Title – Candyman (2021)
Director – Nia DaCosta (Little Woods)
Cast – Yahya Abdul-Mateen II, Teyonah Parris, Colman Domingo, Vanessa Williams
Plot – Chicago artist Anthony McCoy (Mateen II) discovers the urban legend of the dreaded Candyman is horrifyingly real as his work and life start to become infused with the hooked-killer’s imagination and doings.
“I am the writing on the wall, the sweet smell of blood. Be my victim”
Review by Eddie on 15/10/2021
Delivered out of Jordan Peele’s Monkeypaw Production company, with the new king of horror with a message also producing and co-writing this sequel to the 1992 cult film of the same name, Candyman is as high of a quality production as you’d expect from the studio responsible for recent genre hits Get Out and Us but while there’s a lot to like about director Nia DaCosta’s update of the hooked killer, this version of Candyman lacks a certain special magic and scares holding it back from the film you could tell it wanted desperately to be.
Clocking in at a brisk feeling 90 minutes, there’s not a lot of room to breathe here in DaCosta’s affair with a rare problem for modern day films evident here with a sense that Candyman may’ve benefited greatly from having 15 – 20 minutes of extra time to explore its many varied angles on current affairs, racial injustices and how we view art, with this element never more evident than in the films final stretch that while having some great scenes, is rushed and too quickfire to make what has come before it truly worth our time.
Centered around Watchman breakout star Yahya Abdul-Mateen II’s struggling Chicago artist Anthony McCoy and his worrying new obsession (and bee sting that is in urgent need of some medical attention) with the legend of the Candyman killer that stalked the neighborhood’s of his hometown, an obsession that leads to some extremely grisly and well-staged murders that should appease the gore hounds checking DaCosta’s film out, Candyman has an eerie and almost otherworldly vibe running through its veins, enhanced thanks to some stunning cinematography work by DOP John Guleserian and score by Robert Aiki Aubrey Lowe but all its great elements don’t combine in the way you would hope as we head towards the rushed end game.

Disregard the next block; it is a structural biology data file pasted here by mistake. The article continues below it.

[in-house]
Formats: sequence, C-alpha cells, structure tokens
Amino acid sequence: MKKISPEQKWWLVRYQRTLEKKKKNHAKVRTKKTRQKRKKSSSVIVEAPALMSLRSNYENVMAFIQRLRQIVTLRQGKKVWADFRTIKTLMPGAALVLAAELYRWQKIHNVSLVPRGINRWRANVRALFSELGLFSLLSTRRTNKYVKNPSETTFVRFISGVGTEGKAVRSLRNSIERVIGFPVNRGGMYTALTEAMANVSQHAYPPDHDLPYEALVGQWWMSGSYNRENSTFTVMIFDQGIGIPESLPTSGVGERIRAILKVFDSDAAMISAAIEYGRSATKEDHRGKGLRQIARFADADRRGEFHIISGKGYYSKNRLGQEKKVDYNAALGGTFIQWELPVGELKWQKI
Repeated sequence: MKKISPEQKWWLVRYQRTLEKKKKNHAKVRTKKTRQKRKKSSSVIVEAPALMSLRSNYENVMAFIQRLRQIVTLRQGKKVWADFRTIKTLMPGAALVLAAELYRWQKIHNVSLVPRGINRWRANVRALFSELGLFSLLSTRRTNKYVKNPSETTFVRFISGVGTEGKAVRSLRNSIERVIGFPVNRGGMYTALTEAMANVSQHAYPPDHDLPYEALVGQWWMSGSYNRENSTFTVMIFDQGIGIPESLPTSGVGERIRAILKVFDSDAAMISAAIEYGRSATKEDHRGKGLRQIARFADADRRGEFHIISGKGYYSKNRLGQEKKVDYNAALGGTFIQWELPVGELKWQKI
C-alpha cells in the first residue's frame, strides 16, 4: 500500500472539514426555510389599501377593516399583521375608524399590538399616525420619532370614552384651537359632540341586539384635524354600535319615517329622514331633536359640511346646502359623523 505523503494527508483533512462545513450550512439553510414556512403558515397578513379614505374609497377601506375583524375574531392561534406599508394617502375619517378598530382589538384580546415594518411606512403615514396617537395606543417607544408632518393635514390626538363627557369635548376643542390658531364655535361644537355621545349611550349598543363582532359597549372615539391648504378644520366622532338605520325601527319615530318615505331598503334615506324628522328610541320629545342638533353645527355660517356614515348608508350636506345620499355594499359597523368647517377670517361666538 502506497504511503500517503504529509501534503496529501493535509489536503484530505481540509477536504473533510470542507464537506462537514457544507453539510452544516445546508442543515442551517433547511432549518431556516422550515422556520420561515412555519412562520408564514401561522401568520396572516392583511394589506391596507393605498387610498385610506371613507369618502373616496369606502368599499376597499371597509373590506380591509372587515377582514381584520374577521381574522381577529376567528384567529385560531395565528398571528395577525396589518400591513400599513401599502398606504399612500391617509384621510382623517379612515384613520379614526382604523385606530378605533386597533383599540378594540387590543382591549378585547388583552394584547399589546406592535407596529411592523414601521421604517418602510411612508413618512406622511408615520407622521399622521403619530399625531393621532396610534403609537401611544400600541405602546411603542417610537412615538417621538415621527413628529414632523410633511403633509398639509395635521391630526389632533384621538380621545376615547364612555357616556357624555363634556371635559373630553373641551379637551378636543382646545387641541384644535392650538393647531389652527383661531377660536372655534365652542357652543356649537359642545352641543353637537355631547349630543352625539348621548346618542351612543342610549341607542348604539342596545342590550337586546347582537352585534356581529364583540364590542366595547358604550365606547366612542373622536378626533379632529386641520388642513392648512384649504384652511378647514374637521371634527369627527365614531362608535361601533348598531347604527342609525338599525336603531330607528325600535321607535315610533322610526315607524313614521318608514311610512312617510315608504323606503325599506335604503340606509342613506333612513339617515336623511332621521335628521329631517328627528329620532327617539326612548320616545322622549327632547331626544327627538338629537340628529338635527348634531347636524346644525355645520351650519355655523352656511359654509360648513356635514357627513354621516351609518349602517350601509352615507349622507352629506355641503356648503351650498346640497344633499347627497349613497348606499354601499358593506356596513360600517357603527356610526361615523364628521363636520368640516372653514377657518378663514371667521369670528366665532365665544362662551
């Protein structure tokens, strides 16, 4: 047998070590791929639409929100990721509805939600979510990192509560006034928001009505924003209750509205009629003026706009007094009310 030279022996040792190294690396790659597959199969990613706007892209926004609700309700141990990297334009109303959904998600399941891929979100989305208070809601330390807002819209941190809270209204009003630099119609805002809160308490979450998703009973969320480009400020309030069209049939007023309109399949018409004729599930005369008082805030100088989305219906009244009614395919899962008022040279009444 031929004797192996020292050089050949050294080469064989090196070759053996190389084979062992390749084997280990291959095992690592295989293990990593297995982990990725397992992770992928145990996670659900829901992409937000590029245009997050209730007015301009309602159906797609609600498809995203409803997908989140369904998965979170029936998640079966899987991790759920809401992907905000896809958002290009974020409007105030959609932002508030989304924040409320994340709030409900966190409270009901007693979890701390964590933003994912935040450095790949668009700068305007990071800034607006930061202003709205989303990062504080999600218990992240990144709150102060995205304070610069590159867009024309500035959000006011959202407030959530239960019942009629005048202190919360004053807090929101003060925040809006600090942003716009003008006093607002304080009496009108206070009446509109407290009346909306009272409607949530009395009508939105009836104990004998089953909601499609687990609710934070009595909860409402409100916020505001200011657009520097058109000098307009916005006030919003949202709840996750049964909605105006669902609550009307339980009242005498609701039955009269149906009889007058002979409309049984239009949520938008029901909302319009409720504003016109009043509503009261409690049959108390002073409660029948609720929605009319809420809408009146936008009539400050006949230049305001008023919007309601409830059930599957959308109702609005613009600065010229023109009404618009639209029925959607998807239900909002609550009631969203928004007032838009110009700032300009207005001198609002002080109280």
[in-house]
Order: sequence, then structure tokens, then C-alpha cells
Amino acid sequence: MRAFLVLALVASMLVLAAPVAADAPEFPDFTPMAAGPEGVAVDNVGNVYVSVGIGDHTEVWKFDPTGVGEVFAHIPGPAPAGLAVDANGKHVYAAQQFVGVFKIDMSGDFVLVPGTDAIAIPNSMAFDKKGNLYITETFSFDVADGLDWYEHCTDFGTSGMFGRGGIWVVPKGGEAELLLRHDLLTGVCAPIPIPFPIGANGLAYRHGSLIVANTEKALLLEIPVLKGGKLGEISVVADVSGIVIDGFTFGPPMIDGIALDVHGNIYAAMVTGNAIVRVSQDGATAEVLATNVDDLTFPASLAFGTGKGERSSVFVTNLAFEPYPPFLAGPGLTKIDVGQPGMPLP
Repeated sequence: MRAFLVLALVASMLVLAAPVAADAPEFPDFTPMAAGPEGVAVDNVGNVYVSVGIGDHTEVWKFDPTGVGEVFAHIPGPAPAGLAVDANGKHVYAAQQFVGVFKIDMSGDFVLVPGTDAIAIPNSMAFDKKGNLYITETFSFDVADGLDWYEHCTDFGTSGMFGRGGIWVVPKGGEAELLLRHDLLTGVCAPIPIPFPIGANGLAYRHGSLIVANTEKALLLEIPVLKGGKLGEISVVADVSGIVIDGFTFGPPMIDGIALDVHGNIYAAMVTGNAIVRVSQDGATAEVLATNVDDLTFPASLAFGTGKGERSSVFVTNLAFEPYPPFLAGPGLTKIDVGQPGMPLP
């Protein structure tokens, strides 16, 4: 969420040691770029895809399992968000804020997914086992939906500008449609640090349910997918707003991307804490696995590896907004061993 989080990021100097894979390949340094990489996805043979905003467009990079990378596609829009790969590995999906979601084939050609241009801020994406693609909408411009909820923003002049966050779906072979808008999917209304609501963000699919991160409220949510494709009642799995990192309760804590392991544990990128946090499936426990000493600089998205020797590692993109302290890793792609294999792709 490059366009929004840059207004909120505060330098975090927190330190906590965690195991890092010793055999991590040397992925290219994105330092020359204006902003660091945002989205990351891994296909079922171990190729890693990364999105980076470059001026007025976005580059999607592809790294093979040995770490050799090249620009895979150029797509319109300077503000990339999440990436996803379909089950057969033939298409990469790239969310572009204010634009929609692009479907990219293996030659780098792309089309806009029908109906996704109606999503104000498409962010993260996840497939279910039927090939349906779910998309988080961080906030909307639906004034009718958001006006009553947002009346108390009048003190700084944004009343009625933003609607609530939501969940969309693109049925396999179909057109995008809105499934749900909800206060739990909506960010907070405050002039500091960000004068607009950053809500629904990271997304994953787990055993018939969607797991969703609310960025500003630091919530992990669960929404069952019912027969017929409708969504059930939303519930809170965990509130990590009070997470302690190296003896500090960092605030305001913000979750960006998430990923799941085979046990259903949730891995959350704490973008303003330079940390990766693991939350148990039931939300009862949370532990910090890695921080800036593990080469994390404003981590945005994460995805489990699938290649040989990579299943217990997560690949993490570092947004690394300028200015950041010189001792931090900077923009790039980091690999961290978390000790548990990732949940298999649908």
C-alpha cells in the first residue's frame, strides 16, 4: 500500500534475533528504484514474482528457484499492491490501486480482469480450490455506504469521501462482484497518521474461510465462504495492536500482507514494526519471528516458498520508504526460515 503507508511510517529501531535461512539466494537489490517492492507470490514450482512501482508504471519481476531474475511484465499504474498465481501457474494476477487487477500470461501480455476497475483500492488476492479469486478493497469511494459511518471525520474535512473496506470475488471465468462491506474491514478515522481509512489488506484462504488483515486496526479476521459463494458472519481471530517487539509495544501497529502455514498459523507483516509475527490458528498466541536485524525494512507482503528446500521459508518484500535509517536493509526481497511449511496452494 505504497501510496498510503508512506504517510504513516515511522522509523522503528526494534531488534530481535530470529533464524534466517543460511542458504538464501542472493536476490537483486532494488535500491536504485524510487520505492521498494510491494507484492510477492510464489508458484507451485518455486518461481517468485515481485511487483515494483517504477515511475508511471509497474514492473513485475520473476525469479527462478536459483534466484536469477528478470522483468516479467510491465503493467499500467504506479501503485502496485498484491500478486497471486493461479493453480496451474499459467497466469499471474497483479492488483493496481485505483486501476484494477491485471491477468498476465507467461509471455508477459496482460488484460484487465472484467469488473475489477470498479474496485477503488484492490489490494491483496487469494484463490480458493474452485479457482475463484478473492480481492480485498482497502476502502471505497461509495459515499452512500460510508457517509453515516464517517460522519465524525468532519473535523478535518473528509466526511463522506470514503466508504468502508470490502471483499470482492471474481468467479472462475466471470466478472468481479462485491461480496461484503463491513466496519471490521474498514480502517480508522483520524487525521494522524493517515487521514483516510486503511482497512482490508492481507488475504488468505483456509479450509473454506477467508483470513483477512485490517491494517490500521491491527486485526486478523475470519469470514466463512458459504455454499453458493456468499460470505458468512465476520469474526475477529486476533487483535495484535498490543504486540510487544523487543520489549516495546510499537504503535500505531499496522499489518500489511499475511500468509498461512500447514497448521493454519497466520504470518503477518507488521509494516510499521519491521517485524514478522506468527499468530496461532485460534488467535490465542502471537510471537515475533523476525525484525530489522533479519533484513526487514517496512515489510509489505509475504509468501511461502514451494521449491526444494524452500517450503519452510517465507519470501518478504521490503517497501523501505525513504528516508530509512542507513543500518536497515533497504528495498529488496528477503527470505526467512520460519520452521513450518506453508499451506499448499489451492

For someone with such a smart filmmaking brain, you wonder how much say Jordan Peele ended up having in DaCosta’s film? As there’s a lot of unanswered questions, questionable character decisions and forced feeling undertones in Candyman’s being and one wonders if the film would’ve been better served just aiming for a fun and over the top slasher with a glossy Hollywood sheen rather than one trying to cover a number of bases when it’s at its best delivering imaginative carnage and inventive ends for anyone game enough to “say his name”.
Far from a complete failure, Candyman is nevertheless frustrating in its inability to maximize the opportunity it had at its (hook?) fingertips, as it concludes being a decent genre entry that is unlikely to be held in the same regard as its cult original.
Final Say –
Some brilliant moments and quality production ensures Candyman is a cut above most Hollywood horror efforts but one can’t help but feel as though this modern day take on the Candyman brand could’ve been something far more special had it allowed itself a little more time and space for refinement and growth.
3 infected bee stings out of 5
too much politics not enough horror.
Can’t argue there. Some great scenes but didn’t gel as a whole.